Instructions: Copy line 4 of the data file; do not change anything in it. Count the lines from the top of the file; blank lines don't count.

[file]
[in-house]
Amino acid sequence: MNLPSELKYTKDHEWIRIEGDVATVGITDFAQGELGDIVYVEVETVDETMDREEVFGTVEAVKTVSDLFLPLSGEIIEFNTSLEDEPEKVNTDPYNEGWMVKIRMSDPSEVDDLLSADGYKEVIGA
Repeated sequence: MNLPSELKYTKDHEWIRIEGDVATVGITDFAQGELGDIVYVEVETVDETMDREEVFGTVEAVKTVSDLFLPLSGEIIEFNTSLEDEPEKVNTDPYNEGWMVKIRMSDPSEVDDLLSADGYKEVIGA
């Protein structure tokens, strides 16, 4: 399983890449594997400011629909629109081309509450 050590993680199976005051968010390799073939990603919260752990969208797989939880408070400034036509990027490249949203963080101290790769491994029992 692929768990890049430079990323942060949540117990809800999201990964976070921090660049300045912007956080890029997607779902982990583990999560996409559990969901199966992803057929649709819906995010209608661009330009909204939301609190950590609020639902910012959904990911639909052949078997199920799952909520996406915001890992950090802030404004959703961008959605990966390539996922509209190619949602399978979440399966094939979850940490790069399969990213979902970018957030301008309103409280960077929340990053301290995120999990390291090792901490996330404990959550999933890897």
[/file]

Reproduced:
């Protein structure tokens, strides 16, 4: 399983890449594997400011629909629109081309509450 050590993680199976005051968010390799073939990603919260752990969208797989939880408070400034036509990027490249949203963080101290790769491994029992 692929768990890049430079990323942060949540117990809800999201990964976070921090660049300045912007956080890029997607779902982990583990999560996409559990969901199966992803057929649709819906995010209608661009330009909204939301609190950590609020639902910012959904990911639909052949078997199920799952909520996406915001890992950090802030404004959703961008959605990966390539996922509209190619949602399978979440399966094939979850940490790069399969990213979902970018957030301008309103409280960077929340990053301290995120999990390291090792901490996330404990959550999933890897």